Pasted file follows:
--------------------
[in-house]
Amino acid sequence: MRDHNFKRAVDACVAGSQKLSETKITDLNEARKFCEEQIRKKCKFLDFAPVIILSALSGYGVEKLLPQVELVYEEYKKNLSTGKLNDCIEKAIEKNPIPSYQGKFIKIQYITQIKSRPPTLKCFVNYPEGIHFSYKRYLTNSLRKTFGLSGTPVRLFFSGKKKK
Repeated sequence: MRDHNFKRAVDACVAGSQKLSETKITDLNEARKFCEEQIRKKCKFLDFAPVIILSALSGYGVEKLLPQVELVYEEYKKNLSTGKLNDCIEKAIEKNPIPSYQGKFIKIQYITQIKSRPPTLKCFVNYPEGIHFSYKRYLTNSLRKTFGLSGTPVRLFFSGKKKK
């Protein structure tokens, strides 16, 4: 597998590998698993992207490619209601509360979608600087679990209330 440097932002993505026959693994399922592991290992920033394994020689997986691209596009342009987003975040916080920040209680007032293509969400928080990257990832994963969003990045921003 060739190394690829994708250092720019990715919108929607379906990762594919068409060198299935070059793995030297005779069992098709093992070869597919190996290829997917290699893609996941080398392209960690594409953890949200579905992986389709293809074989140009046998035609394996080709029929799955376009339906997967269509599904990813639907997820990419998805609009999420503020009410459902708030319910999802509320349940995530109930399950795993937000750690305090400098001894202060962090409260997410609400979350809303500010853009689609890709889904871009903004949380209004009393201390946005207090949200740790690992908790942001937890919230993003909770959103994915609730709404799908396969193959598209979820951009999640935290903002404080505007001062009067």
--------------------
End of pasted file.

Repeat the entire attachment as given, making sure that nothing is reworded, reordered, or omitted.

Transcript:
[in-house]
Amino acid sequence: MRDHNFKRAVDACVAGSQKLSETKITDLNEARKFCEEQIRKKCKFLDFAPVIILSALSGYGVEKLLPQVELVYEEYKKNLSTGKLNDCIEKAIEKNPIPSYQGKFIKIQYITQIKSRPPTLKCFVNYPEGIHFSYKRYLTNSLRKTFGLSGTPVRLFFSGKKKK
Repeated sequence: MRDHNFKRAVDACVAGSQKLSETKITDLNEARKFCEEQIRKKCKFLDFAPVIILSALSGYGVEKLLPQVELVYEEYKKNLSTGKLNDCIEKAIEKNPIPSYQGKFIKIQYITQIKSRPPTLKCFVNYPEGIHFSYKRYLTNSLRKTFGLSGTPVRLFFSGKKKK
């Protein structure tokens, strides 16, 4: 597998590998698993992207490619209601509360979608600087679990209330 440097932002993505026959693994399922592991290992920033394994020689997986691209596009342009987003975040916080920040209680007032293509969400928080990257990832994963969003990045921003 060739190394690829994708250092720019990715919108929607379906990762594919068409060198299935070059793995030297005779069992098709093992070869597919190996290829997917290699893609996941080398392209960690594409953890949200579905992986389709293809074989140009046998035609394996080709029929799955376009339906997967269509599904990813639907997820990419998805609009999420503020009410459902708030319910999802509320349940995530109930399950795993937000750690305090400098001894202060962090409260997410609400979350809303500010853009689609890709889904871009903004949380209004009393201390946005207090949200740790690992908790942001937890919230993003909770959103994915609730709404799908396969193959598209979820951009999640935290903002404080505007001062009067």